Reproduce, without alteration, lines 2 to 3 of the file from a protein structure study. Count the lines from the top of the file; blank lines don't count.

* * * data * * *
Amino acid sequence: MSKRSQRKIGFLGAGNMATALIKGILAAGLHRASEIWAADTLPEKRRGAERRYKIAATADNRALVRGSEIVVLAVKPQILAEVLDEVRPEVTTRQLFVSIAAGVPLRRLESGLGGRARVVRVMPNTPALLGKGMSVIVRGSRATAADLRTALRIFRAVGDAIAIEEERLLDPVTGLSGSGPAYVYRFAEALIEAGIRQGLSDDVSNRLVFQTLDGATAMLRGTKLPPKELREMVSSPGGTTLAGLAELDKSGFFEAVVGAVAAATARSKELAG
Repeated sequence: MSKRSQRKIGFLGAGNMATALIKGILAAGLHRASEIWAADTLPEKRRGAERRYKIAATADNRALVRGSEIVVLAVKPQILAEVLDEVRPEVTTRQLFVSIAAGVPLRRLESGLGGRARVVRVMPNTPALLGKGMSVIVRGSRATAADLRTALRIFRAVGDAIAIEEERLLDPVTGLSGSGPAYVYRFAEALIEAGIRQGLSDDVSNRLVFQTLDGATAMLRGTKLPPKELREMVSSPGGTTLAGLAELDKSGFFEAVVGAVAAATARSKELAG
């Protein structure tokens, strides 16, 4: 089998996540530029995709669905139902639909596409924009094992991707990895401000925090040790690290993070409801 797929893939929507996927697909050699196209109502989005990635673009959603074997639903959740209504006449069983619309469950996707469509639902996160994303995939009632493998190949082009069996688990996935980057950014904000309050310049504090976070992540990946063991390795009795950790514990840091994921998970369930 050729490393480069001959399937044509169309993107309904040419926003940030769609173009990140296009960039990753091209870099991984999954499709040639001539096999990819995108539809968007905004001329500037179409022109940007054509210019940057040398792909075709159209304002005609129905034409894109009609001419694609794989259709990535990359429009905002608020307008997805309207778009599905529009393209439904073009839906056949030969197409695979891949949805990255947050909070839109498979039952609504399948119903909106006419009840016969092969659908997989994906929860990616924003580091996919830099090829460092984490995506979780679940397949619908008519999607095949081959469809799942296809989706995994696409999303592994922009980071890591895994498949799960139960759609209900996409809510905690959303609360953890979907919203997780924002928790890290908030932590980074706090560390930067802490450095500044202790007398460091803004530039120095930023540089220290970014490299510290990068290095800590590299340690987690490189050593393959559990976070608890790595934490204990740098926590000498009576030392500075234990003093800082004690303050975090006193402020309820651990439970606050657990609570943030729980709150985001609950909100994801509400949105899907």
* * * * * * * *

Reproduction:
Repeated sequence: MSKRSQRKIGFLGAGNMATALIKGILAAGLHRASEIWAADTLPEKRRGAERRYKIAATADNRALVRGSEIVVLAVKPQILAEVLDEVRPEVTTRQLFVSIAAGVPLRRLESGLGGRARVVRVMPNTPALLGKGMSVIVRGSRATAADLRTALRIFRAVGDAIAIEEERLLDPVTGLSGSGPAYVYRFAEALIEAGIRQGLSDDVSNRLVFQTLDGATAMLRGTKLPPKELREMVSSPGGTTLAGLAELDKSGFFEAVVGAVAAATARSKELAG
């Protein structure tokens, strides 16, 4: 089998996540530029995709669905139902639909596409924009094992991707990895401000925090040790690290993070409801 797929893939929507996927697909050699196209109502989005990635673009959603074997639903959740209504006449069983619309469950996707469509639902996160994303995939009632493998190949082009069996688990996935980057950014904000309050310049504090976070992540990946063991390795009795950790514990840091994921998970369930 050729490393480069001959399937044509169309993107309904040419926003940030769609173009990140296009960039990753091209870099991984999954499709040639001539096999990819995108539809968007905004001329500037179409022109940007054509210019940057040398792909075709159209304002005609129905034409894109009609001419694609794989259709990535990359429009905002608020307008997805309207778009599905529009393209439904073009839906056949030969197409695979891949949805990255947050909070839109498979039952609504399948119903909106006419009840016969092969659908997989994906929860990616924003580091996919830099090829460092984490995506979780679940397949619908008519999607095949081959469809799942296809989706995994696409999303592994922009980071890591895994498949799960139960759609209900996409809510905690959303609360953890979907919203997780924002928790890290908030932590980074706090560390930067802490450095500044202790007398460091803004530039120095930023540089220290970014490299510290990068290095800590590299340690987690490189050593393959559990976070608890790595934490204990740098926590000498009576030392500075234990003093800082004690303050975090006193402020309820651990439970606050657990609570943030729980709150985001609950909100994801509400949105899907």